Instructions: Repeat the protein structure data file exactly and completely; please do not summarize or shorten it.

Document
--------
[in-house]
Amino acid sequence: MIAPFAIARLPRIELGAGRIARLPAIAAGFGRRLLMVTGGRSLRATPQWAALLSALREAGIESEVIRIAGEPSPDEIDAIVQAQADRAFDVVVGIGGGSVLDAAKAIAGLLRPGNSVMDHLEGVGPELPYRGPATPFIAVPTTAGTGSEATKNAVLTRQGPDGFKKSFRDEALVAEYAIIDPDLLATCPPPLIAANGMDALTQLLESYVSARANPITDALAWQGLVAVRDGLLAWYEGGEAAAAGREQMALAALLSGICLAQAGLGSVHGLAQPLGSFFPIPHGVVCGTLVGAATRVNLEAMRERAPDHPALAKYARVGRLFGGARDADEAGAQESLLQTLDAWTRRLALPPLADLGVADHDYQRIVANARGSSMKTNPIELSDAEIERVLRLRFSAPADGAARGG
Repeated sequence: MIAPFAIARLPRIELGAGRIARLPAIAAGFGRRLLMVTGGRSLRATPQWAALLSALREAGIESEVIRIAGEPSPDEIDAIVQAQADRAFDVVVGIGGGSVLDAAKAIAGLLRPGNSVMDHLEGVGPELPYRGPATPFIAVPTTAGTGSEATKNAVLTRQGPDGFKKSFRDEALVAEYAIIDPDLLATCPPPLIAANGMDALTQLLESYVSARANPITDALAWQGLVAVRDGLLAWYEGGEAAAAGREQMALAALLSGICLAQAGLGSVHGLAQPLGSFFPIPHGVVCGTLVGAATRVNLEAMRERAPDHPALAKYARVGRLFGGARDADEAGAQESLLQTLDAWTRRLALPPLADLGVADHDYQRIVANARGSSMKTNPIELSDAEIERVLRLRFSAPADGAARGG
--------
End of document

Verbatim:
[in-house]
Amino acid sequence: MIAPFAIARLPRIELGAGRIARLPAIAAGFGRRLLMVTGGRSLRATPQWAALLSALREAGIESEVIRIAGEPSPDEIDAIVQAQADRAFDVVVGIGGGSVLDAAKAIAGLLRPGNSVMDHLEGVGPELPYRGPATPFIAVPTTAGTGSEATKNAVLTRQGPDGFKKSFRDEALVAEYAIIDPDLLATCPPPLIAANGMDALTQLLESYVSARANPITDALAWQGLVAVRDGLLAWYEGGEAAAAGREQMALAALLSGICLAQAGLGSVHGLAQPLGSFFPIPHGVVCGTLVGAATRVNLEAMRERAPDHPALAKYARVGRLFGGARDADEAGAQESLLQTLDAWTRRLALPPLADLGVADHDYQRIVANARGSSMKTNPIELSDAEIERVLRLRFSAPADGAARGG
Repeated sequence: MIAPFAIARLPRIELGAGRIARLPAIAAGFGRRLLMVTGGRSLRATPQWAALLSALREAGIESEVIRIAGEPSPDEIDAIVQAQADRAFDVVVGIGGGSVLDAAKAIAGLLRPGNSVMDHLEGVGPELPYRGPATPFIAVPTTAGTGSEATKNAVLTRQGPDGFKKSFRDEALVAEYAIIDPDLLATCPPPLIAANGMDALTQLLESYVSARANPITDALAWQGLVAVRDGLLAWYEGGEAAAAGREQMALAALLSGICLAQAGLGSVHGLAQPLGSFFPIPHGVVCGTLVGAATRVNLEAMRERAPDHPALAKYARVGRLFGGARDADEAGAQESLLQTLDAWTRRLALPPLADLGVADHDYQRIVANARGSSMKTNPIELSDAEIERVLRLRFSAPADGAARGG